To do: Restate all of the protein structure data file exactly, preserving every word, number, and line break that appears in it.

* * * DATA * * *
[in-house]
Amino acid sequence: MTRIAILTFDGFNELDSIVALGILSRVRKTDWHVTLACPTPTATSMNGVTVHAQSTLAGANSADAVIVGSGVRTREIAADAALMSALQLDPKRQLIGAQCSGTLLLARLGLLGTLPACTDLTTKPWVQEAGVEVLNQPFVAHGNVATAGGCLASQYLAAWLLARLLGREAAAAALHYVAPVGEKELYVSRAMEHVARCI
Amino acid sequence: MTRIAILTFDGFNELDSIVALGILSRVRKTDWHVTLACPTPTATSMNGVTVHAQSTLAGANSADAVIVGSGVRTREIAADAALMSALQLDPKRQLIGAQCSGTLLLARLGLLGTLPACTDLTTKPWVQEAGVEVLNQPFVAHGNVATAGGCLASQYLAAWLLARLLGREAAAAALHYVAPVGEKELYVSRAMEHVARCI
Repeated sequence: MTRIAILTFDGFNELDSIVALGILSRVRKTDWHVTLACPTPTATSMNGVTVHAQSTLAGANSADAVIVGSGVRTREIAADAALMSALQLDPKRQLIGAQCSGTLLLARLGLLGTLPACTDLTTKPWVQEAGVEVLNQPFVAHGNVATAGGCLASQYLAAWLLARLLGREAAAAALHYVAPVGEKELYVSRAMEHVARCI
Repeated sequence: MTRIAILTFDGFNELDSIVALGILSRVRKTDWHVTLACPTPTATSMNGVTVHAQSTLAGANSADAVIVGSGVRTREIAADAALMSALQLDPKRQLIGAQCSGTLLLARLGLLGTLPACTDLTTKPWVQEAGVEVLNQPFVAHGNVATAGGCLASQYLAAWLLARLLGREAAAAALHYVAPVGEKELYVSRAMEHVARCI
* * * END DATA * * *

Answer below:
[in-house]
Amino acid sequence: MTRIAILTFDGFNELDSIVALGILSRVRKTDWHVTLACPTPTATSMNGVTVHAQSTLAGANSADAVIVGSGVRTREIAADAALMSALQLDPKRQLIGAQCSGTLLLARLGLLGTLPACTDLTTKPWVQEAGVEVLNQPFVAHGNVATAGGCLASQYLAAWLLARLLGREAAAAALHYVAPVGEKELYVSRAMEHVARCI
Amino acid sequence: MTRIAILTFDGFNELDSIVALGILSRVRKTDWHVTLACPTPTATSMNGVTVHAQSTLAGANSADAVIVGSGVRTREIAADAALMSALQLDPKRQLIGAQCSGTLLLARLGLLGTLPACTDLTTKPWVQEAGVEVLNQPFVAHGNVATAGGCLASQYLAAWLLARLLGREAAAAALHYVAPVGEKELYVSRAMEHVARCI
Repeated sequence: MTRIAILTFDGFNELDSIVALGILSRVRKTDWHVTLACPTPTATSMNGVTVHAQSTLAGANSADAVIVGSGVRTREIAADAALMSALQLDPKRQLIGAQCSGTLLLARLGLLGTLPACTDLTTKPWVQEAGVEVLNQPFVAHGNVATAGGCLASQYLAAWLLARLLGREAAAAALHYVAPVGEKELYVSRAMEHVARCI
Repeated sequence: MTRIAILTFDGFNELDSIVALGILSRVRKTDWHVTLACPTPTATSMNGVTVHAQSTLAGANSADAVIVGSGVRTREIAADAALMSALQLDPKRQLIGAQCSGTLLLARLGLLGTLPACTDLTTKPWVQEAGVEVLNQPFVAHGNVATAGGCLASQYLAAWLLARLLGREAAAAALHYVAPVGEKELYVSRAMEHVARCI